Horse and Cart

Horse and Cart short poem

Photo by jenny downing

Did wise men from the Buddhist east
Worship the child Jesus as messiah?
If so, may not fungible god or fungi yeast
Raise dough over the same fire?
Was it reincarnated lama or messiah
The Magi come thus far to do homage?
And the heathen kindle in Christ a desire
To free all of hell’s appointed bondage?
A horse may draw a cart
But no cart a horse;
One may not seek to divorce
The head from the heart!
Suppose the head is the horse;
Suppose the heart is the cart;
Let the head in scientific discourse
Husband the wifely heart.
Let the horse as the p antecedent
Draw the cart as the q consequent;
In discourse, mind your Ps and Qs;
And give the devil his dues;
In fair words say your pieces,
Skew not truth or recuse;
Just mind you your pleases;
Say you your thank yous

Notes for Horse and Cart
When a Dalai Lama (or some other godly lama) dies, Tibetans monks set out in search of his reincarnated soul. It is conceivable that the magi who worshipped the babe Jesus were such Buddhist monks. Tibetan lore and Buddhist scriptures assert that Jesus trained as a monk in India and Tibet before returning to Israel where he was later crucified. Following his resuscitation, he returned to India and Tibet where he is thought to have lived out his remaining years. Buddhists and Christians alike, note that their beliefs are similarly pacific and non-violent in nature. One common saying in the two religions is ‘Do unto others what you will have others do undo you.’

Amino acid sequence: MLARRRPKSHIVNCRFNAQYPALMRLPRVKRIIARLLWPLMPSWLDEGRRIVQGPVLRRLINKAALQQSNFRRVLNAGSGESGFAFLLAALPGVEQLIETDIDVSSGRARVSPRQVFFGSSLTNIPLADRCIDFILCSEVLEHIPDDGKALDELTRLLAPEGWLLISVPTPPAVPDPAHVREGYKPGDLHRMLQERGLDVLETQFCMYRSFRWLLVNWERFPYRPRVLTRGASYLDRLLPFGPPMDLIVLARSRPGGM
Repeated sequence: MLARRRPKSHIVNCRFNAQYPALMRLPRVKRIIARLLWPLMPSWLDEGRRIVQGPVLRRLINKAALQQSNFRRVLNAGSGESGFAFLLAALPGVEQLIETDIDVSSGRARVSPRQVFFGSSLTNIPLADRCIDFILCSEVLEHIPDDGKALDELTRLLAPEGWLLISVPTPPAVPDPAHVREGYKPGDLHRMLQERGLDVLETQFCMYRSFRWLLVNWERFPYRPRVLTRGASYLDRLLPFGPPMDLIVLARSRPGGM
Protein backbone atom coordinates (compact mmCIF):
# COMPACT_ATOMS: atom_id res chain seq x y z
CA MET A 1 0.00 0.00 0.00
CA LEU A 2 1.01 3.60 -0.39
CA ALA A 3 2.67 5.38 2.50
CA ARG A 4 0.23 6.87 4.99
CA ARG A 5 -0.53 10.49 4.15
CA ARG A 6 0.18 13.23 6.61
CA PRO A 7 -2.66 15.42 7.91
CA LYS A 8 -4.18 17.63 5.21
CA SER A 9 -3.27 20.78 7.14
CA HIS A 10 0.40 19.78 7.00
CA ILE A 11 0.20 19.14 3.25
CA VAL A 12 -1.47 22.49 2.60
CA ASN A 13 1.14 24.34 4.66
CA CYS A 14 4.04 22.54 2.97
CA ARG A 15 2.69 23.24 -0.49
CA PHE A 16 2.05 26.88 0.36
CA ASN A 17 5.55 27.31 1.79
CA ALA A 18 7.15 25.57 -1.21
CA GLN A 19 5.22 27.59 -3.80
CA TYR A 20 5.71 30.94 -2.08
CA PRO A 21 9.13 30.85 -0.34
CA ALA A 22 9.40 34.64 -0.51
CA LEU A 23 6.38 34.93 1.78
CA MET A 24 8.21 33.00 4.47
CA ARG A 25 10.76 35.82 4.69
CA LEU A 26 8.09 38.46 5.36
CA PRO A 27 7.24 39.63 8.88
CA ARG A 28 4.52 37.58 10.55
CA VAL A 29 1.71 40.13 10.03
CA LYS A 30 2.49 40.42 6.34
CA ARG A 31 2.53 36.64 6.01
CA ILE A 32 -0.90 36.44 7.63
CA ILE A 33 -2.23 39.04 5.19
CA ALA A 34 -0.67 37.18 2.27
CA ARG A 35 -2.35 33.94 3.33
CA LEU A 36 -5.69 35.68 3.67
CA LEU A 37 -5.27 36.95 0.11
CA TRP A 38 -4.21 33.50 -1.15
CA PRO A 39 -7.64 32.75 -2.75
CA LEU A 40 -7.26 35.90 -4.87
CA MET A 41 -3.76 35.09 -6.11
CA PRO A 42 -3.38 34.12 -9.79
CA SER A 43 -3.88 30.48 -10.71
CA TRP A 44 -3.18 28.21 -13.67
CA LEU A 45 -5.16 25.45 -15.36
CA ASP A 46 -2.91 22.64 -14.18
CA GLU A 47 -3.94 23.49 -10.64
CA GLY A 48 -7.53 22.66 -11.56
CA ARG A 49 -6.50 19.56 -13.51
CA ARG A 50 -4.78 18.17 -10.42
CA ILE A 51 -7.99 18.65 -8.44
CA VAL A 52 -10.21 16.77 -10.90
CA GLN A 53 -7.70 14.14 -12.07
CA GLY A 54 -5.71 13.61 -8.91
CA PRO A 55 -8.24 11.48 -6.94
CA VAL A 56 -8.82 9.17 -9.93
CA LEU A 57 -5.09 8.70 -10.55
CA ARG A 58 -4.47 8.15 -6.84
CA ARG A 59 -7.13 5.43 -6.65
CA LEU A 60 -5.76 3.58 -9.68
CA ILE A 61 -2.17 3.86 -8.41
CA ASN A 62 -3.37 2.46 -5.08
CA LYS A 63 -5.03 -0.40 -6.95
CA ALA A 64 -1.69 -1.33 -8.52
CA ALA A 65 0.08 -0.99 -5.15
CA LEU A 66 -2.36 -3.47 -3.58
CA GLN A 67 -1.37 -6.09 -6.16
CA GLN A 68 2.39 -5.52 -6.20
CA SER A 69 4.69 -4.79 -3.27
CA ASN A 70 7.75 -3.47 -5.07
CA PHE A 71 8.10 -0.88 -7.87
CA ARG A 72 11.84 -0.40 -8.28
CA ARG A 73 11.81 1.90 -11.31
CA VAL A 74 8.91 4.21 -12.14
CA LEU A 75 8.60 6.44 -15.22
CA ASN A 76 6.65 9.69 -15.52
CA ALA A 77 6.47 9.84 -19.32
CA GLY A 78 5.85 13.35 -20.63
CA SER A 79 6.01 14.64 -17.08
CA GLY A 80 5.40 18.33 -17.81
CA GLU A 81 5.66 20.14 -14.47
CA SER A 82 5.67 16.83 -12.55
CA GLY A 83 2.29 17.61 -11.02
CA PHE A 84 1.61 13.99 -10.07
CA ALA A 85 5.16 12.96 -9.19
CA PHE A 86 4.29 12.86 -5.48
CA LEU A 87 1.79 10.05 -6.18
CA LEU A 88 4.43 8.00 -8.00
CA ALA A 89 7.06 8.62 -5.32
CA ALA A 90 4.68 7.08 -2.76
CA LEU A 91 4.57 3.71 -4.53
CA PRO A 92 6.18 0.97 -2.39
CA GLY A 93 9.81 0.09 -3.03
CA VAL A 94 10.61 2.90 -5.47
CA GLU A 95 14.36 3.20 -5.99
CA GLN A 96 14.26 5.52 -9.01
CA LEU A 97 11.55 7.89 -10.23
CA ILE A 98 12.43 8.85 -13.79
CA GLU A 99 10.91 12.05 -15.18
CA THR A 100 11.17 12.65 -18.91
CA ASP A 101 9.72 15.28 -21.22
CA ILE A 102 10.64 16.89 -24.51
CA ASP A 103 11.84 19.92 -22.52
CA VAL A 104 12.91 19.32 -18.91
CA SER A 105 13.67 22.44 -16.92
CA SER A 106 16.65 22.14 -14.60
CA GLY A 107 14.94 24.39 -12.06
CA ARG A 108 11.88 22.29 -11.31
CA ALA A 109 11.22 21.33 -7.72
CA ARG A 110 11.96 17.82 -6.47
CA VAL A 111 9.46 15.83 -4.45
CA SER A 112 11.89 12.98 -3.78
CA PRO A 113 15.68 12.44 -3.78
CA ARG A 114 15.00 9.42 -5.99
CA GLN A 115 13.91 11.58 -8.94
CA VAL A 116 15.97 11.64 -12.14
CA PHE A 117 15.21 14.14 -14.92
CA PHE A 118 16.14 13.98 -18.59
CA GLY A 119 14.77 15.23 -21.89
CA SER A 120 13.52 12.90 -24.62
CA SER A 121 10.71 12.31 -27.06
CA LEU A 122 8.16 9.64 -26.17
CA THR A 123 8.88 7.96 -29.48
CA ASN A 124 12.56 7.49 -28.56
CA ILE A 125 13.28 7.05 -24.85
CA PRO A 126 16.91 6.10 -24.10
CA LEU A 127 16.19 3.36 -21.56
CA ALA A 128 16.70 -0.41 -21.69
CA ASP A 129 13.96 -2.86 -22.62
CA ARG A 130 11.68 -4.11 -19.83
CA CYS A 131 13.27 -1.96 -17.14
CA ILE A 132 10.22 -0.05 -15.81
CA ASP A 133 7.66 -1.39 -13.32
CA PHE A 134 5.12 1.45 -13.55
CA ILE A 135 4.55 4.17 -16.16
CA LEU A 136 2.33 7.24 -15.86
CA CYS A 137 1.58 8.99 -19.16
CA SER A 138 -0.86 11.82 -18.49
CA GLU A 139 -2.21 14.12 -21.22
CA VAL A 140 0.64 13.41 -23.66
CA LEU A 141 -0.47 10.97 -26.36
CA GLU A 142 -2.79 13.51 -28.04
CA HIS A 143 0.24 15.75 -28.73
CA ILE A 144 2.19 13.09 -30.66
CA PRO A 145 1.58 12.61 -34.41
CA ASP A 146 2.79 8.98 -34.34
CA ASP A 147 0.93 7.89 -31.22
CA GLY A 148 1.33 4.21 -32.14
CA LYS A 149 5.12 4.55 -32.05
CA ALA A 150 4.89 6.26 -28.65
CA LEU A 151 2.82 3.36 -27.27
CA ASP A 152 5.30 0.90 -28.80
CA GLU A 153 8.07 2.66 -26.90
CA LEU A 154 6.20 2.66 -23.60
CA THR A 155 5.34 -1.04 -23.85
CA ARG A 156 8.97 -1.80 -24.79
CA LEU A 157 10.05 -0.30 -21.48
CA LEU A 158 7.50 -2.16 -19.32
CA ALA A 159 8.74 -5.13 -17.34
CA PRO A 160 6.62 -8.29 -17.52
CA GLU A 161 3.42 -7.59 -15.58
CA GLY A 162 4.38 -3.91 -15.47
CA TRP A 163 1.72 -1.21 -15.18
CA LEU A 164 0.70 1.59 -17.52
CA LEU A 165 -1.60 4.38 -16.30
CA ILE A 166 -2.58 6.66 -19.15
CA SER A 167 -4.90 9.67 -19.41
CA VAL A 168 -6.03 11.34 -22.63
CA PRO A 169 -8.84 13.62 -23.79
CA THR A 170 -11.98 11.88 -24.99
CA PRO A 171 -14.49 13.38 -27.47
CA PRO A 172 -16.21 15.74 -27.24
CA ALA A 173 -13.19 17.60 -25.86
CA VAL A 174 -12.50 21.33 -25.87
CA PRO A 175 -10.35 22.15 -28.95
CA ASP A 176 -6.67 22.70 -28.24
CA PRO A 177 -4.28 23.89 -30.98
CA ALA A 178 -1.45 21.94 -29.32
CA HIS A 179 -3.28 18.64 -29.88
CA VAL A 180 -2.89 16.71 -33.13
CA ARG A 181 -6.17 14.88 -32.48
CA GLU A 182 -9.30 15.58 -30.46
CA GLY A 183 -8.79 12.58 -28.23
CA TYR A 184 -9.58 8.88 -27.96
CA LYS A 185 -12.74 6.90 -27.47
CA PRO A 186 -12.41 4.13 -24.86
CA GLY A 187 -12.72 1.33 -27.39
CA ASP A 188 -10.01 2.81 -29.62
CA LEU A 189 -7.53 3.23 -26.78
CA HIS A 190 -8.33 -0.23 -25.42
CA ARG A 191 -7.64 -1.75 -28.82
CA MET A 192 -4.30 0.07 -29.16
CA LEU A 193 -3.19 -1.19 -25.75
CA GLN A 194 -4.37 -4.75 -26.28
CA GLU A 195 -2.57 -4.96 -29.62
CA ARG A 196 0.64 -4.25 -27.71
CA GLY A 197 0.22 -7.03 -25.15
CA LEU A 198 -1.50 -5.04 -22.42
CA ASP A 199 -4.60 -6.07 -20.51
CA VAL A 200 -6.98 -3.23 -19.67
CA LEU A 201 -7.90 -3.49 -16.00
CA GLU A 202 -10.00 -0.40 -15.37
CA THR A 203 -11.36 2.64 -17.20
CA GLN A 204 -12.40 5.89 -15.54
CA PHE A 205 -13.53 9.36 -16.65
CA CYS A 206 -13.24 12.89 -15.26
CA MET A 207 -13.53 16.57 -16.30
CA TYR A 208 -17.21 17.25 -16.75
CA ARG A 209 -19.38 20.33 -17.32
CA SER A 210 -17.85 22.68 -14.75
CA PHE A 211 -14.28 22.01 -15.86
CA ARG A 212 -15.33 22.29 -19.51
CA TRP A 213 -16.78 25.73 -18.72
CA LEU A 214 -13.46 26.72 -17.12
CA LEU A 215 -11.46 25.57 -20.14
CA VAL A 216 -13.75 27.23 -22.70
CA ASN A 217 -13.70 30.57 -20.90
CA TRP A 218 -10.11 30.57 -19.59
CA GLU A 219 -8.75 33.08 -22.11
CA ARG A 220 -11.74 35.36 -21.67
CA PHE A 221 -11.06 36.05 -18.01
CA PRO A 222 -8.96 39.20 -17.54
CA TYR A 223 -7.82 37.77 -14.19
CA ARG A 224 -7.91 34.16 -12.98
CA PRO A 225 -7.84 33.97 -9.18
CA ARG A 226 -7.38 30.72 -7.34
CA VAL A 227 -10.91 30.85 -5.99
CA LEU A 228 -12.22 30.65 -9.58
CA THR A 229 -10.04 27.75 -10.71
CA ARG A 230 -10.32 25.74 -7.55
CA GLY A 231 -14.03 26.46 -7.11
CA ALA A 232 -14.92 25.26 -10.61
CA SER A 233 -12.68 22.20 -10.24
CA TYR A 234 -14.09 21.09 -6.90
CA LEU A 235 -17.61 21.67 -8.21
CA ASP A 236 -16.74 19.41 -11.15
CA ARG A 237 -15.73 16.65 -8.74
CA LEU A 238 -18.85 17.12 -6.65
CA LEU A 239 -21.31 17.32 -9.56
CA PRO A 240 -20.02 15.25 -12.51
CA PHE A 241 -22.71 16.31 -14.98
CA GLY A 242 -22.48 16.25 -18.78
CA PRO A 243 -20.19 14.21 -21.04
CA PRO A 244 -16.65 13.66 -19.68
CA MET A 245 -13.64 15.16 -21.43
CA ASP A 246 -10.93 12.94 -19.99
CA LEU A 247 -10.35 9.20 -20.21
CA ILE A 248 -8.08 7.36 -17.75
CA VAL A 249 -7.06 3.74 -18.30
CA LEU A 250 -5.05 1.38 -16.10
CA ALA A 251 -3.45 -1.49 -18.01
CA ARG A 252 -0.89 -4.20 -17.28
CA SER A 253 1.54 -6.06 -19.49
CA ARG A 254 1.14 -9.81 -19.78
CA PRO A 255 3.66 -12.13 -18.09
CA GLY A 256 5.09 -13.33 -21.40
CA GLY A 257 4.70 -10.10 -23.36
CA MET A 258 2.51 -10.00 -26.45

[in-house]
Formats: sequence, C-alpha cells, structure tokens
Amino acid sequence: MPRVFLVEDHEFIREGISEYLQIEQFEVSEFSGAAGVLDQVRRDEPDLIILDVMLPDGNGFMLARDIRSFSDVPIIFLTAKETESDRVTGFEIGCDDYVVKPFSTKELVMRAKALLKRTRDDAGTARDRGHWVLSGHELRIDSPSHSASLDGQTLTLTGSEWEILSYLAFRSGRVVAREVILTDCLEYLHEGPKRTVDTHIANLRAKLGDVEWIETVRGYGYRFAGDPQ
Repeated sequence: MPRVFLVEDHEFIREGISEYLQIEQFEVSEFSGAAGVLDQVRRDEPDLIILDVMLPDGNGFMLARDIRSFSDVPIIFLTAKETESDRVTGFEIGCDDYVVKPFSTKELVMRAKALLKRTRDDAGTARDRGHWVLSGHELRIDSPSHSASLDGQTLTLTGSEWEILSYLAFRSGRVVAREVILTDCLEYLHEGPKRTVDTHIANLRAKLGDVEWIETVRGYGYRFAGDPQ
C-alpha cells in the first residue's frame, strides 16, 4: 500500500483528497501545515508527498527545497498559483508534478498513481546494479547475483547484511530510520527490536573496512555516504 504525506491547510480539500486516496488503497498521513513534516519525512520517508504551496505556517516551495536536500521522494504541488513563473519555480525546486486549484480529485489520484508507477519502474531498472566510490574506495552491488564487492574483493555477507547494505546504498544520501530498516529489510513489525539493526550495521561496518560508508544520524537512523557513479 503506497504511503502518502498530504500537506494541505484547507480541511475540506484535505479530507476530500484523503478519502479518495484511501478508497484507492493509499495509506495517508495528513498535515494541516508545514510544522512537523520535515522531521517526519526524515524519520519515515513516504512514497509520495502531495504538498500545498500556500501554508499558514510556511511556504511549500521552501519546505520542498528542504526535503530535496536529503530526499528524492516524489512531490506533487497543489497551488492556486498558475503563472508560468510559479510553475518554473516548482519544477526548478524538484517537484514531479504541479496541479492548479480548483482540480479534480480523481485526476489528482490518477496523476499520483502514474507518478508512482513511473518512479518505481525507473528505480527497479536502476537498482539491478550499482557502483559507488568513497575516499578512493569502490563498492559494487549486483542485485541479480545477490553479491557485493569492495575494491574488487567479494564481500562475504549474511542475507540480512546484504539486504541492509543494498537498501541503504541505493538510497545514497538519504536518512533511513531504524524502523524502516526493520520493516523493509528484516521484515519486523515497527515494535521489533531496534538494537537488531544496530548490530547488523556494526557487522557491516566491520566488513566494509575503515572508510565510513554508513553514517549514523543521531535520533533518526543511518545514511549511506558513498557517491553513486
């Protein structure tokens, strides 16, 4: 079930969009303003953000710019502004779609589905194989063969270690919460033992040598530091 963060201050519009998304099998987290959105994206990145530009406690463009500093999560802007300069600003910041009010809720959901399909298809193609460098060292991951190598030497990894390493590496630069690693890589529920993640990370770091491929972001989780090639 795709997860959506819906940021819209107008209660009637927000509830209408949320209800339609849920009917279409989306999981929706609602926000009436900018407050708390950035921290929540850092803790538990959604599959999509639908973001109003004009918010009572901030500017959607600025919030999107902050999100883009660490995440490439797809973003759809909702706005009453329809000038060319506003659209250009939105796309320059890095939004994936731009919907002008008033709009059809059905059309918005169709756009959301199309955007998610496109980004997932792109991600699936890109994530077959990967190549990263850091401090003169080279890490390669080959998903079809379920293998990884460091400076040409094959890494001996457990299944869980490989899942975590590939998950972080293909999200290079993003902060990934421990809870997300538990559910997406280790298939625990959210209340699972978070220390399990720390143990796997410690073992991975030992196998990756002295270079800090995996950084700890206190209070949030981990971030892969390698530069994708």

Lama: devout Buddhist leader
Divorce/The head from the heart: reason must go with sentiments
Hell’s appointed bondage: damnation in hell

Verses 5 and 6:
1. The horse drawing the cart analogy (first mentioned in verse 2) is likened to a ‘if p therefore q argument’;
2. In like manner, metaphorically, it is valid to assert that a horse (p) may pull a cart but a fallacy to assert that a cart (q) may pull a horse.
6. Likewise, in verses 1 and 2, the poem is asserting that it is NOT because the babe Jesus is the Christ or messiah that that the magi (wise men) sought him out; rather, it is because the child was visited by the magi that he sought to become the Christ. This is hinted at by the analogy that one may contend that leavened bread which is raised by ‘fungi yeast’ is possibly raised by a ‘fungible god’. Ironically, the word ‘fungible’ suggests that Buddhists and Christians may inadvertently and ‘interchangeably’ be worshipping the same God – which in Christendom is taboo!
7. It is important to note that the poem does NOT assert that the horse and cart analogy is a ‘if p therefore q argument’ but is merely likened to one.
8. The use of p antecedent and q consequent reminds the poet of ‘mind your Ps and Qs’.
Ps and Qs variably stand for ‘pints’ and ‘quarts’ and ‘pleases’ and ‘thank yous’.
In a ‘discourse’, implicitly, one must not get ‘drunk’ but be fair, objective and polite.

This poem is part of the Poetry Book Arrow of Time

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2 Comments on "Horse and Cart"

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Lawrence I enjoyed reading your poem and acknowledge the information too.
It was funny to me that different religions profess they are the one! and some
split into totally different religions on different intrepatations of the same
words in the past scripts. You in your poem have enlightened me to the
Buddist thinking—that was a new one for me. However man needs
something to beleive in and something to guide him in this life so
as long as the foundation are for good and he gets to live a better
life than so be it. I would myself never kick it no matter what form
it takes.


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